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You probably know someone, a friend, family member, etc, who claims to have some ailment that tips them off to changing weather. In fact you might even have a bum knee or aching elbow you regard as your own built in barometer. I have always been a skeptic of this for a number of reasons. And many doctors are in my corner. Now I’m not a complete doubter, as I do believe it is possible. After all, many animals are hyper-sensitive to changes in air pressure tipping them off to oncoming rain. But new research is starting to show some correlation between certain weather patterns and headaches.
A study published in the medical journal “Neurology” looked at +7,000 people suffering from headaches. A research team from Beth Israel Deaconess Medical Center in Boston, MA found warmer weather to be the triggering factor, especially for those with migraines. They found when the temperature jumps 9° F or more the risk of severe headaches rises 8%. OK, not a huge increase but it is significant.
While I have yet to see the reason(s) a rising thermometer can trigger a pounding headache, I can wager a guess. A day much warmer than the one before may catch a person off guard causing them to sweat more than usual. And dehydration is a trigger that causes headaches. Given the circumstances in the study mentioned, I’m surprised the risk only increased by 8%.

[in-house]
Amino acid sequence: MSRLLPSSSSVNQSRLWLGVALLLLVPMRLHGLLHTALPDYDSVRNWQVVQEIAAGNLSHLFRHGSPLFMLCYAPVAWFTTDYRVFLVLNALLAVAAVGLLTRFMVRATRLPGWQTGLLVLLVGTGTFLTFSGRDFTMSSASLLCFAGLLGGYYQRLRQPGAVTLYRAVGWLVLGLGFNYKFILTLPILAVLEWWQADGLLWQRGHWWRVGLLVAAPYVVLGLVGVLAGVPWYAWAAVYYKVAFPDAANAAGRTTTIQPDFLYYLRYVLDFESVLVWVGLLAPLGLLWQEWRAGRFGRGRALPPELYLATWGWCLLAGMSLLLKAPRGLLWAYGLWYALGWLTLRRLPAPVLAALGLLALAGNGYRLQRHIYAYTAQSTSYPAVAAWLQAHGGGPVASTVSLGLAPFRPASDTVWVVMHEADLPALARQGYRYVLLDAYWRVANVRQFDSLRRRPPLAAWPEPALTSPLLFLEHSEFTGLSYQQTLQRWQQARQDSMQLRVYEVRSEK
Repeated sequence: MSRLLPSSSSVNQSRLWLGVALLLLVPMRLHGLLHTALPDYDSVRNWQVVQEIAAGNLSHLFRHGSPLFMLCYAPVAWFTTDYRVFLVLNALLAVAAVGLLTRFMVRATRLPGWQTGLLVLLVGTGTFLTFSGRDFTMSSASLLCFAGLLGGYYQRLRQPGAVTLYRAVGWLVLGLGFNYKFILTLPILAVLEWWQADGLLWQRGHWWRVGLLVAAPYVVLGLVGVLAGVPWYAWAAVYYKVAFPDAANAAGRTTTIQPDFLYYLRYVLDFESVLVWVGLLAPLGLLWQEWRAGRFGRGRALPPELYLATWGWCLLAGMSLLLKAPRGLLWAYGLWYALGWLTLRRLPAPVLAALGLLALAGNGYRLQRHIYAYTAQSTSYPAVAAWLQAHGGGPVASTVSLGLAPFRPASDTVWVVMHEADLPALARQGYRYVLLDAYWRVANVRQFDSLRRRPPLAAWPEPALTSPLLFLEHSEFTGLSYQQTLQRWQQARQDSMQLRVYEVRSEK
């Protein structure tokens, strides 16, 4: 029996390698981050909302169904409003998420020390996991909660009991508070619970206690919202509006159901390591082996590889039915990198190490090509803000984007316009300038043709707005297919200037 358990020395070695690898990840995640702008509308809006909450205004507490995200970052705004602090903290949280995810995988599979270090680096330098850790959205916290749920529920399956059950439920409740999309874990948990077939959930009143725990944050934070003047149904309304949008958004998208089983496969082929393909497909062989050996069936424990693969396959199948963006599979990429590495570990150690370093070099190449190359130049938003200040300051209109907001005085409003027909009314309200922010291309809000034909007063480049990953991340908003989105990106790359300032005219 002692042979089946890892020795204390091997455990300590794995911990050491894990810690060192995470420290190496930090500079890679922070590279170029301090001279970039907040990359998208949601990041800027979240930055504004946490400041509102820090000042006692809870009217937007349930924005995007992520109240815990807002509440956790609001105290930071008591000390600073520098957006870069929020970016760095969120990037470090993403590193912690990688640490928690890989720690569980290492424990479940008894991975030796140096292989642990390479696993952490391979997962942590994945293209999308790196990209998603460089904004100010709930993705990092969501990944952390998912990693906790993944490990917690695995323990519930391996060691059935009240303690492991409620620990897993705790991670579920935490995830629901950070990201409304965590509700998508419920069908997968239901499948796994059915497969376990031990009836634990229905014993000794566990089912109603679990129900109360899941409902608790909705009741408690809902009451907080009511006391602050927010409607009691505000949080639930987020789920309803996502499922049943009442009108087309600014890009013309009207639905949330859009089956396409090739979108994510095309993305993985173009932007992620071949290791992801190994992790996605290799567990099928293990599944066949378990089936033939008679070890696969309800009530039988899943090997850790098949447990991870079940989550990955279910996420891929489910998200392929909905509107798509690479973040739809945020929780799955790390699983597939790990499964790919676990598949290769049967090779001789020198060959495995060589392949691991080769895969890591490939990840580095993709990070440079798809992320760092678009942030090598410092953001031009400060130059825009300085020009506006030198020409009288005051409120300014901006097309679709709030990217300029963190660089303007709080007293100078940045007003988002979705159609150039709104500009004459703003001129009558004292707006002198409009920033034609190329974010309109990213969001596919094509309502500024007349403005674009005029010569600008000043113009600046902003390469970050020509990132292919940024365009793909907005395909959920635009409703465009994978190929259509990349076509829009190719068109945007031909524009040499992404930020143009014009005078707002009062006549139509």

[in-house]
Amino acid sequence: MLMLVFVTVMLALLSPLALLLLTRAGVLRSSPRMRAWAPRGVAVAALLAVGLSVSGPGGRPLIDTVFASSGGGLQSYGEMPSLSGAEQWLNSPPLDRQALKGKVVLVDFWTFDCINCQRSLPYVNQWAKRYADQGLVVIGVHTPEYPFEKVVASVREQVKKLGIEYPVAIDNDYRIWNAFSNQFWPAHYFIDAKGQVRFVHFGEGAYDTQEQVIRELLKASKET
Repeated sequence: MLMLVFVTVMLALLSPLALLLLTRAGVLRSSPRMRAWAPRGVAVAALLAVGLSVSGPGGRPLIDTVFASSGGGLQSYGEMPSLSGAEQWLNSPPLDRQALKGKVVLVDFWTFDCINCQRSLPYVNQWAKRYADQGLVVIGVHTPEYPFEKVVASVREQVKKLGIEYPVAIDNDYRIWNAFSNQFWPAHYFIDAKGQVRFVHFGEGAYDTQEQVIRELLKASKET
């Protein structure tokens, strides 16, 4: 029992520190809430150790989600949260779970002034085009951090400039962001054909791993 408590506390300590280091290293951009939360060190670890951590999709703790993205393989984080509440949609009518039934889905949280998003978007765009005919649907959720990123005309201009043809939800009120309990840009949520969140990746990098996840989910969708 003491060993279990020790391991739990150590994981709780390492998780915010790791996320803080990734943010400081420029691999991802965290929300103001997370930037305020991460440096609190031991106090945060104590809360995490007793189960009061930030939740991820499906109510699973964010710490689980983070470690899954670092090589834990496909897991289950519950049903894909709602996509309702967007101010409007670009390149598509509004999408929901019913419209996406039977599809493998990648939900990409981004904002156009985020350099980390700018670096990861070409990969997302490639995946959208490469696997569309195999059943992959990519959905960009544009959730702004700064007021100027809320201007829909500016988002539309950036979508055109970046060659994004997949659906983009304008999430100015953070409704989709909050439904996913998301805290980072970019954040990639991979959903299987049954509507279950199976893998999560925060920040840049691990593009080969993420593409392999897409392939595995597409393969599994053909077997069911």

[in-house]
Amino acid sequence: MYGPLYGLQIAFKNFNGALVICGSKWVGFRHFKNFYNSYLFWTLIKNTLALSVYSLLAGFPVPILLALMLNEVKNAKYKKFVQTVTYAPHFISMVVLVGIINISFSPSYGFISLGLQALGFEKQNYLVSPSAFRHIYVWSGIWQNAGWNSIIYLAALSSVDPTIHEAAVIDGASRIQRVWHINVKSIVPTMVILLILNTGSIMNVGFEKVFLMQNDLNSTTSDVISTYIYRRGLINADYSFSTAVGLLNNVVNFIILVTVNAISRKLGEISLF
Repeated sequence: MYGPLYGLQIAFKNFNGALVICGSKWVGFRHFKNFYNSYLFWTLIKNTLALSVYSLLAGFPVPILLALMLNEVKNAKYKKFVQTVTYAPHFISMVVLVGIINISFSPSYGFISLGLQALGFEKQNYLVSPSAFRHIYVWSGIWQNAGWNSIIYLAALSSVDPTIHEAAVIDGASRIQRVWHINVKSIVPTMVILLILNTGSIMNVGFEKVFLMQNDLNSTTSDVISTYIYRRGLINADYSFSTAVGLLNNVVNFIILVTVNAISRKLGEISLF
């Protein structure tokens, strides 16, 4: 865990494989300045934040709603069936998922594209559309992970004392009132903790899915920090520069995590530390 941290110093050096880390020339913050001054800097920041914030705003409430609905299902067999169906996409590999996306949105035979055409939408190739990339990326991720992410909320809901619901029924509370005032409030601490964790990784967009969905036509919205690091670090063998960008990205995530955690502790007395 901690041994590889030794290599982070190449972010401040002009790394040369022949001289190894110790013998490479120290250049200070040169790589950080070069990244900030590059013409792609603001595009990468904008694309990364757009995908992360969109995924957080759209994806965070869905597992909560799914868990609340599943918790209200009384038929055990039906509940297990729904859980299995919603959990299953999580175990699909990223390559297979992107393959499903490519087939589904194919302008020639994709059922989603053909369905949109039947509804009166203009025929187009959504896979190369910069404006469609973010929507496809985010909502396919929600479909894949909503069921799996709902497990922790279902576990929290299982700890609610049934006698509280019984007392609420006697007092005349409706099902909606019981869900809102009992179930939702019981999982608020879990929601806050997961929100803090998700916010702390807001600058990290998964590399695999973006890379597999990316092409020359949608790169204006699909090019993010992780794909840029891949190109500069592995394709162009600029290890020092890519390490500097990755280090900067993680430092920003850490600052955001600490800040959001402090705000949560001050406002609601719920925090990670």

The same study also looked at a drop in air pressure. While a correlation was found, it was not as strong as the rise in temperature correlation. This trigger I am always skeptical about since we go through rapid air pressure drops every day. Air pressure changes when we change elevation or altitude, and you don’t have to climb Rib Mountain to see the difference. In the lower atmosphere an elevation increase of just 26 feet equals a drop of 1 millibar (air pressure at the surface in Milwaukee is a little under 1,000 millibars or mb). If we sit under an area of high pressure one day with a strong storm system arriving 24 hours later, we may see a drop of 20mb. Now we can top this drop much faster by going for a car ride. We start in downtown Milwaukee with an elevation of about 600 ft. An hour later (depending on traffic) we arrive at Holy Hill in Washington County at an elevation just over 1300 ft. That 700 ft. increase in elevation drops air pressure by nearly 27 mb. Or we could have stayed in Downtown Milwaukee and took the elevator to the top of the 601 ft. U.S. Bank Building for a drop of around 23mb. So if you think an approaching storm system causes your knee, elbow, or head to ache, then these scenarios that have a greater pressure drop in minutes vs. a full day should yield the same painful result.